The Subtle Sweetness of 'Pig Candy'

Author Lise Funderburg's trip to Georgia, away from the familiarities of the North and closer to her father.



By Lise Funderburg

Copyright © 2008. Reprinted by permission of Free Press, a Division of Simon & Schuster, Inc.


In March of 2004, just when the urge to rake out garden beds and plant summer bulbs is too strong to resist, despite the possibility—the near certainty—that snow will come again to Philadelphia, I pick up my father and his wife and head south.

We drive from their suburban retirement community to Philadelphia International Airport, then fly to Georgia, them in business class, me in coach. In Atlanta, we rent a car and aim for Monticello, a small town surrounded by small towns: Zebulon and Sparta, Musella and Smarr. This is Monti-sello, not -chello, seat of Jasper County, home to the fighting Hurricanes, one-time buckle on the Georgia peach-growing belt, birthplace of my father, and the town he shunned for decades, until 20 years ago when he gave in to a childhood dream and bought a farm a few miles from Monticello's town square.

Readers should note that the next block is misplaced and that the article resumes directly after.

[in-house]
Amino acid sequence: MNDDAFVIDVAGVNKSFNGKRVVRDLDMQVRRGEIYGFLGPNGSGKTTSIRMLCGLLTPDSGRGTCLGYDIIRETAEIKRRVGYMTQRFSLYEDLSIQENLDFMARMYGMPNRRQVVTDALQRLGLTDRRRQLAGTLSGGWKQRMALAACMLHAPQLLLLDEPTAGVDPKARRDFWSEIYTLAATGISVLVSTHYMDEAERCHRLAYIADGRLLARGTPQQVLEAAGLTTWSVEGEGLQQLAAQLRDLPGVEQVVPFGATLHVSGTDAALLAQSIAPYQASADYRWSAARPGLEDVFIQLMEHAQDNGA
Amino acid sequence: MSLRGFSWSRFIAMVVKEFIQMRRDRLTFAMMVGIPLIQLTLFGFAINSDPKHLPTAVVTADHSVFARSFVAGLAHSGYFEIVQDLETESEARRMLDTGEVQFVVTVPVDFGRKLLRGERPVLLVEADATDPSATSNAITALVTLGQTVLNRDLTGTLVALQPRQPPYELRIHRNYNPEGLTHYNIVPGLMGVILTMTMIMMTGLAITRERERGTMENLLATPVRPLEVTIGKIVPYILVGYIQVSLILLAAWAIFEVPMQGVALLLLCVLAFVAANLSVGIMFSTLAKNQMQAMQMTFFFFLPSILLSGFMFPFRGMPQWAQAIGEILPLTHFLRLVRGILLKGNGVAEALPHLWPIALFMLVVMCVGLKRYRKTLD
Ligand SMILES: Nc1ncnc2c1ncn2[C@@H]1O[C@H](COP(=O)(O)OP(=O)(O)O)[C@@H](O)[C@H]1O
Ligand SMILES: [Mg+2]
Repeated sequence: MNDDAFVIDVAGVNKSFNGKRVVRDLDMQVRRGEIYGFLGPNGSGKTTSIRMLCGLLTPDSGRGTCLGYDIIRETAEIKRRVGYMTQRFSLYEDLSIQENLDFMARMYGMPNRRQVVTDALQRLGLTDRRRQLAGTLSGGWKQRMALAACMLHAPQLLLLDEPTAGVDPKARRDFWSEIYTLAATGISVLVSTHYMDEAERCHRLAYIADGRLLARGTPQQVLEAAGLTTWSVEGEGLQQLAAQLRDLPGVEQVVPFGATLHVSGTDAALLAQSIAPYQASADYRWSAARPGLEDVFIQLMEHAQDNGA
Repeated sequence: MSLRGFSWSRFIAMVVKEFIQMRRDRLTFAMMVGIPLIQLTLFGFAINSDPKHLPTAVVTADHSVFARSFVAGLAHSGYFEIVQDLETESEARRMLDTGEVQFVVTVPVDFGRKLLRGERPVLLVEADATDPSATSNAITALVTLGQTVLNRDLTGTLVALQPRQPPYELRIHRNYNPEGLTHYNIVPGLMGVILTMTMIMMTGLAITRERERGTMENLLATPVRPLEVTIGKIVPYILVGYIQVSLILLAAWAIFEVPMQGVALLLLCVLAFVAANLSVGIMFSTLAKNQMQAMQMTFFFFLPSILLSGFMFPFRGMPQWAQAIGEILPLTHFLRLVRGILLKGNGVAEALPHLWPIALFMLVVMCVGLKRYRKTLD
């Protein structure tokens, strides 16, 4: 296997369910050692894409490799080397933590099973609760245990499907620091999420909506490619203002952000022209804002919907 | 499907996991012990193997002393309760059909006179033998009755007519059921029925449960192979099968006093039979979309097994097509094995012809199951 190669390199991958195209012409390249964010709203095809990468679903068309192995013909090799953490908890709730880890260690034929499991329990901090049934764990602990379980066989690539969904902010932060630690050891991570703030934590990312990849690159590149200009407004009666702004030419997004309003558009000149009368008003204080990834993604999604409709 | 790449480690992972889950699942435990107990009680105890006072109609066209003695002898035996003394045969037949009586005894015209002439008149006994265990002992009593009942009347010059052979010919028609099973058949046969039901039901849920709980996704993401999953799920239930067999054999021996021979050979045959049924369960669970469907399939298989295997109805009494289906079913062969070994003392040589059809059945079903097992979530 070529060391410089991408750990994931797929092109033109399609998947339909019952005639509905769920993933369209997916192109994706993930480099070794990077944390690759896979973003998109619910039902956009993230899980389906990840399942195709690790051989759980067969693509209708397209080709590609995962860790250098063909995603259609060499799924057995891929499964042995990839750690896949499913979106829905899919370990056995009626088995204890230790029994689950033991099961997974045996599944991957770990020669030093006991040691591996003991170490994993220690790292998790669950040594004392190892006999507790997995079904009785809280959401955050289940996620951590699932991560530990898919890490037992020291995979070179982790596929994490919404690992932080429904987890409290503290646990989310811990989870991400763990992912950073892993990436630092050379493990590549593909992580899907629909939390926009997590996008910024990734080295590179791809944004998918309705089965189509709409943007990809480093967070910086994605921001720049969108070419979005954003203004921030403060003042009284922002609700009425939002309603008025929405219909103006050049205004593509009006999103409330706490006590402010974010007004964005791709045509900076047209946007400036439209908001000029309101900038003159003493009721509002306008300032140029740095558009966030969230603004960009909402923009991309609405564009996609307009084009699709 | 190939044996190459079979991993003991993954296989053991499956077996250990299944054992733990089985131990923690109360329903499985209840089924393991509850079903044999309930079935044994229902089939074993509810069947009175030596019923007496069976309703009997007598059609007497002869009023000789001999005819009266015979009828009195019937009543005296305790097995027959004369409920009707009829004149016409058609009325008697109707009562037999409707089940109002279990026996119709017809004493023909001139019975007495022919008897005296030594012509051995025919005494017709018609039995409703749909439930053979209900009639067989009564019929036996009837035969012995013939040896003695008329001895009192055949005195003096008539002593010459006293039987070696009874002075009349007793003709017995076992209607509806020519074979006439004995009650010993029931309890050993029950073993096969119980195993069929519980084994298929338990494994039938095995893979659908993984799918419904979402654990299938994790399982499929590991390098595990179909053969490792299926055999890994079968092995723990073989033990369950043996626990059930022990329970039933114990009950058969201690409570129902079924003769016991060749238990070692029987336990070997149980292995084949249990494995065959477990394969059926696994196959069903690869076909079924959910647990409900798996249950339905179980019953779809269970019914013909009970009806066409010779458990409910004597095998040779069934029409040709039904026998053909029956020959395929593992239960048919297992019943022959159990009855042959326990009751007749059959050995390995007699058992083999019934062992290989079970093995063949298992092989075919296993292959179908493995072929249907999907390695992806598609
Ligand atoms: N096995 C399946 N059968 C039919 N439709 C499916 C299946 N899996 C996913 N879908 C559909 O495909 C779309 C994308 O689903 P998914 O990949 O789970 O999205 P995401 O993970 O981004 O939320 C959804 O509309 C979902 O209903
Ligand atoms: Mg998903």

Across the seat of our full-sized sedan, I see my father, George Newton Funderburg, grow more energetic with each mile. He looks out the passenger-side window as big-box malls trickle away, replaced by pine forest and signs for barbecue. My father is a handsome man. I tend to look at him through a lens in which surface and shape hardly register, except as conveyers of emotion, but I can see that at 77, he has barely a crease in his skin, much less a wrinkle. He is still in the vicinity of his peak height, 5 feet 11 inches, and his close-cropped hair, never grown long enough to complete a kink, is slightly more salt than pepper. His face and body are well-proportioned, except for the large-belly/no-posterior dilemma that plagues many men after a certain age, and his gray-blue eyes and meticulously flossed, brushed and later-life-orthodonticized teeth sparkle with charm and good humor when the spirit moves him. Down here, most people look at his skin, the color of faded parchment, and call it "high yellow." Up north, most people assume he's white.